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364 letters in canada 2002 university of toronto quarterly, volume 73, number 1, winter 2003/4 Dixon felt was justifiable. Persky and Dixon offer no pretence of neutrality on the basic issues at stake. They are both affiliated with the British Columbia Civil Liberties Association, which intervened in support of the constitutional challenge at both the appellate and Supreme Court level. In their view the law, as it stands to this day, intrudes too deeply into the realm of personal privacy by criminalizing simple possession of materials that have not involved actual children in their production. Whether or not the case they make is persuasive, they have performed a valuable service by providing a rich and well-documented account of the recent legislative and judicial history B one that will assist the interested reader in reaching an informed judgment on the issues. My only serious complaint about the book concerns its title, whose colloquialism threatens to trivialize a serious and controversial issue closely connected to the sexual abuse of children. While the authors disavow any such intent, the excuse they offer for their persistent use of the >kiddie porn= phrase is lame and forced. It is a rare lapse of judgment in a work which I otherwise strongly recommend to anyone endeavouring to define the limits of free expression. (WAYNE SUMNER) Tom Warner. Never Going Back: A History of Queer Activism in Canada University of Toronto Press. xvi, 430. $95.00, $29.95 This unique and comprehensive survey of the history of lesbian, gay, bisexual, and transgender (LGBT) organizing in Canada from the 1950s to the 1990s fills a gap in our knowledge of recent Canadian political and social history. The book=s title B Never Going Back B recalls the title of an editorial in the Toronto gay liberation newspaper The Body Politic, published in the spring of 1973, which stated that, with the rise of the gay liberation movement, lesbians and gay men were never going back to the closet. Written by a prominent Toronto activist, who lived through many of the events described in its pages, the book strikes a balance in presenting the scope and diversity of queer organizing. In fact, one of Warner=s main concerns is to demonstrate the depth and range of the lesbian and gay liberation movement and to move away from the dominant picture of the LGBT movement as dominated by legal struggles. Warner focuses resolutely on the agency of LGBT groups as political actors, fighting back against a system of social oppression and state regulation. Based on over a hundred interviews with activists from all across Canada, Warner=s book makes clear his respect for his interview subjects, and their voices come through as they tell the stories of their struggles in different parts of the country. While the media tend to depict the >gay rights= movement as Ottawa lobby groups, this book makes it clear that queer organizing is deeply rooted at the local level and that political humanities 365 university of toronto quarterly, volume 73, number 1, winter 2003/4 victories at the centre may not change social practices in local areas. While Pride Day in Toronto attracts thousands and is promoted by the city as part of its tourism strategy, the issue of declaring Pride Day in towns such as Fredericton and Kelowna had to be taken before human rights tribunals after their mayors refused to proclaim it. By exploring smaller towns and cities as well as rural and northern Canada, Warner is the first to offer a picture of lesbian and gay political issues and organizing in these communities . Furthermore, Warner also documents the history of queer organizing among people of colour and Two-Spirited People. This is an important corrective to other accounts of lesbian and gay organizing (such as my own) which neglected to consider the ways in which queer organizing has been racialized. While Warner shows the progress that has been made over the last thirty years by LGBT people in this country, he also shows how social mores and practices across the range of Canadian social institutions continue to stigmatize and discriminate against LGBT people. The sections on recent developments in social...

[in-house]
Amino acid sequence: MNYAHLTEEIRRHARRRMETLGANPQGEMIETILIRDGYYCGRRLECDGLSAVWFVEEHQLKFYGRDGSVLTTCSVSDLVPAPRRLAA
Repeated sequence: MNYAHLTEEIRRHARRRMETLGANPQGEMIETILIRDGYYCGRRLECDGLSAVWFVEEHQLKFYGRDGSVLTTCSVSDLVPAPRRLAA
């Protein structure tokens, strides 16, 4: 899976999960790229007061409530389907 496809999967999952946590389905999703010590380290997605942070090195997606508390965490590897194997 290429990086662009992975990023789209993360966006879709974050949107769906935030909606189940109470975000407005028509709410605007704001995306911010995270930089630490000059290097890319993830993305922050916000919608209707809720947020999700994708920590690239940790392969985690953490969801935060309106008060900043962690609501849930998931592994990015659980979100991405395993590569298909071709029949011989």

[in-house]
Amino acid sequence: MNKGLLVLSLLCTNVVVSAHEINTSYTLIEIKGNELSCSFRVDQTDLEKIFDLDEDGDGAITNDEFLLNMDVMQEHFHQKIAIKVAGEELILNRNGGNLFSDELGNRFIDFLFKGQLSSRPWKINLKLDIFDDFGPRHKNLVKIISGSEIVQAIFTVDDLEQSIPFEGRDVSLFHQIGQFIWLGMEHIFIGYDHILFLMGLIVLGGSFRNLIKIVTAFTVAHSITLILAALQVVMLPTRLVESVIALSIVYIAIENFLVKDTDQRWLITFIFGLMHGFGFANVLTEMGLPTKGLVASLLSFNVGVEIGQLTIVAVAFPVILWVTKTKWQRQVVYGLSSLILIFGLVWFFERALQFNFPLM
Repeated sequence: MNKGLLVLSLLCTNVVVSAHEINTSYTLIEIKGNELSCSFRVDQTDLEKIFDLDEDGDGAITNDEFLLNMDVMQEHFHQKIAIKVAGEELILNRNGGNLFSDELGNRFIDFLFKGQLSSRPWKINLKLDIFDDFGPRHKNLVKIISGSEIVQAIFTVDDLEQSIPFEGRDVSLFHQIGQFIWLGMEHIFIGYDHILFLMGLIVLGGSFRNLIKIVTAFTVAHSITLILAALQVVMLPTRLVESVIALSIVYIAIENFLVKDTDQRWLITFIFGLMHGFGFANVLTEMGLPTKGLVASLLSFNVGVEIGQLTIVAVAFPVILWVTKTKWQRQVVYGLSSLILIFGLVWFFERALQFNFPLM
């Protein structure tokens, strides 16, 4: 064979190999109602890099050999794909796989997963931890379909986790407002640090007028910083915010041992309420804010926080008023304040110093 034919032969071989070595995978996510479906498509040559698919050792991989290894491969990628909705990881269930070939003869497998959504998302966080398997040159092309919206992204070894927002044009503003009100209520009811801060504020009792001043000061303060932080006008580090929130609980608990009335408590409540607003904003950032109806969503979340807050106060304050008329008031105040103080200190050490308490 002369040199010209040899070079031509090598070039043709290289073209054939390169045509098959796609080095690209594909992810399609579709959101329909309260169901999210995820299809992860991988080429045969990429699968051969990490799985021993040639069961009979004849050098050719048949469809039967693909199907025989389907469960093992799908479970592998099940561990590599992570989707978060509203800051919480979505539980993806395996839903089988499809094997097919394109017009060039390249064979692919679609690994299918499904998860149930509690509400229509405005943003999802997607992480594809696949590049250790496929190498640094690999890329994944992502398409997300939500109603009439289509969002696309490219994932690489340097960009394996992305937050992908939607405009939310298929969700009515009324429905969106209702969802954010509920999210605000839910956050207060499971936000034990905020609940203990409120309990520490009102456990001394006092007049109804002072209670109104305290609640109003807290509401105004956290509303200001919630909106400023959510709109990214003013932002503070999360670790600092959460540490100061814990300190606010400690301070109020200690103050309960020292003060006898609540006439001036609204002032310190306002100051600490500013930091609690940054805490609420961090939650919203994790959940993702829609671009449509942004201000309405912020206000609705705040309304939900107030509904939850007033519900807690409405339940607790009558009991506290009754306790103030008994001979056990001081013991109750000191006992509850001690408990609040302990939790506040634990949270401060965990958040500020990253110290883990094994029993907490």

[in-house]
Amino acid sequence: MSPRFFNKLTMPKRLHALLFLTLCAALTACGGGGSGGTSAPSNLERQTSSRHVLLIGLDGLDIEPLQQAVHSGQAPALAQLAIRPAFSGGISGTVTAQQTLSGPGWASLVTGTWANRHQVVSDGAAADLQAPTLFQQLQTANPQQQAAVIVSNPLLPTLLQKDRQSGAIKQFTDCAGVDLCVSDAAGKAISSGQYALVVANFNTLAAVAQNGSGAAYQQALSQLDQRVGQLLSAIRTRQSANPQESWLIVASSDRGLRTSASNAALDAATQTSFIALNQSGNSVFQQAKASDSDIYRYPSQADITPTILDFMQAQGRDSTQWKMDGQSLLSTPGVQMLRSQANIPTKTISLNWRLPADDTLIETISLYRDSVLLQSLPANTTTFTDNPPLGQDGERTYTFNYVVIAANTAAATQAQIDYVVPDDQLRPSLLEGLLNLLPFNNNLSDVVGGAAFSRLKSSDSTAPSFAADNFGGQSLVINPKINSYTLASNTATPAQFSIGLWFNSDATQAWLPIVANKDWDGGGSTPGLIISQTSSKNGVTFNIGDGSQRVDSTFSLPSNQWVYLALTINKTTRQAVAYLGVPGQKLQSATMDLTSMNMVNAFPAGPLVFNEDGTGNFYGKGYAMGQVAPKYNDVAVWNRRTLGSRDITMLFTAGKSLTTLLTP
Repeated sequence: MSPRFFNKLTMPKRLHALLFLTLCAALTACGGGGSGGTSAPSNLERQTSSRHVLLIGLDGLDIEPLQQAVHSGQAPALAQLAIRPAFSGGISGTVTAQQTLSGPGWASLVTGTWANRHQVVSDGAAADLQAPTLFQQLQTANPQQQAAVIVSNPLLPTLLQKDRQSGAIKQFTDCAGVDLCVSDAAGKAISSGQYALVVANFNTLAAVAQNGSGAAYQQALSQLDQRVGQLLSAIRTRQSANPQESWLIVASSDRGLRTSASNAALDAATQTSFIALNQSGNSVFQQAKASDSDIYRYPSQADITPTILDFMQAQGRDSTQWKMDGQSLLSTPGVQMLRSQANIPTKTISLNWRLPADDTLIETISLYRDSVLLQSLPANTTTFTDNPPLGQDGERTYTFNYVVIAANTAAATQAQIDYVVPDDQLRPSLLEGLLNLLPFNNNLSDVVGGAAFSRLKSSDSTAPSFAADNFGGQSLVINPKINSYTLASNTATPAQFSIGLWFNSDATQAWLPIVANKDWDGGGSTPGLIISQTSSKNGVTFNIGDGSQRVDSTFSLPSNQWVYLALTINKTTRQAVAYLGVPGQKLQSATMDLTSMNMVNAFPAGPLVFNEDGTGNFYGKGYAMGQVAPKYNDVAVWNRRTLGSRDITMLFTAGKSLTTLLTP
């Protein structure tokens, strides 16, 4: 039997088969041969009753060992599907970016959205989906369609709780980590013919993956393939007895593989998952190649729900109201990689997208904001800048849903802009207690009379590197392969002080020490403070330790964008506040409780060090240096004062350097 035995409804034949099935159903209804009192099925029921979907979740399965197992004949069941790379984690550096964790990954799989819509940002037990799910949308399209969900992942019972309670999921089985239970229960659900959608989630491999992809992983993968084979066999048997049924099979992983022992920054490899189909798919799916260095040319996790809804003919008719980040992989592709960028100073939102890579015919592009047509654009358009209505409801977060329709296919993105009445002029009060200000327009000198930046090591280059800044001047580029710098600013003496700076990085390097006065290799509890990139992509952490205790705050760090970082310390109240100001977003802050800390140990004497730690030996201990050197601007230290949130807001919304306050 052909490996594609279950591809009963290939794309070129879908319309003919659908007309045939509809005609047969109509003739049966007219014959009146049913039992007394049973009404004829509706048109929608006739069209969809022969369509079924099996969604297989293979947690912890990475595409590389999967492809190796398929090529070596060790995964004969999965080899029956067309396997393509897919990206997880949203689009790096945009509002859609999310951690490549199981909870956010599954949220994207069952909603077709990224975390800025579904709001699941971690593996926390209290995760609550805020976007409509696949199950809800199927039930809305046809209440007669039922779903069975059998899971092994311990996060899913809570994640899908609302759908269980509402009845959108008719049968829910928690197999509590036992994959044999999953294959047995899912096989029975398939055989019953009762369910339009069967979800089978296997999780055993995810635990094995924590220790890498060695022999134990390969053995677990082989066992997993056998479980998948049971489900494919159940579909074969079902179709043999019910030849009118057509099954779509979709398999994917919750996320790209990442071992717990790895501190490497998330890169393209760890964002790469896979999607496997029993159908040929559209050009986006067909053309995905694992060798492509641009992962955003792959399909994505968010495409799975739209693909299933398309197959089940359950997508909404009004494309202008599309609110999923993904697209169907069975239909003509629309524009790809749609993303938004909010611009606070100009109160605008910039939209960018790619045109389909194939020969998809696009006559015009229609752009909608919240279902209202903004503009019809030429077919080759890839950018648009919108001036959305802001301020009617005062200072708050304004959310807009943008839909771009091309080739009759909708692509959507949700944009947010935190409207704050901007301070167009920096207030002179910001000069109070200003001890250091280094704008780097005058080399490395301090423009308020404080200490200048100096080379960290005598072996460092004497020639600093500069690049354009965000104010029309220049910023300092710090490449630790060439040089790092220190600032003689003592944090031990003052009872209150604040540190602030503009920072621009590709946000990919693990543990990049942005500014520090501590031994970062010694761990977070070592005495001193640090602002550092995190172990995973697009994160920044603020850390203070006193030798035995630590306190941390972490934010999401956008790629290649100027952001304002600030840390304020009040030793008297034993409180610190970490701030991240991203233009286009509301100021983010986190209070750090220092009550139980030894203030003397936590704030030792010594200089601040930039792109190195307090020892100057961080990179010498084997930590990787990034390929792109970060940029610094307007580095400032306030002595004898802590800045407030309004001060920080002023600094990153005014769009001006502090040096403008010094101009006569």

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pp. 364-365
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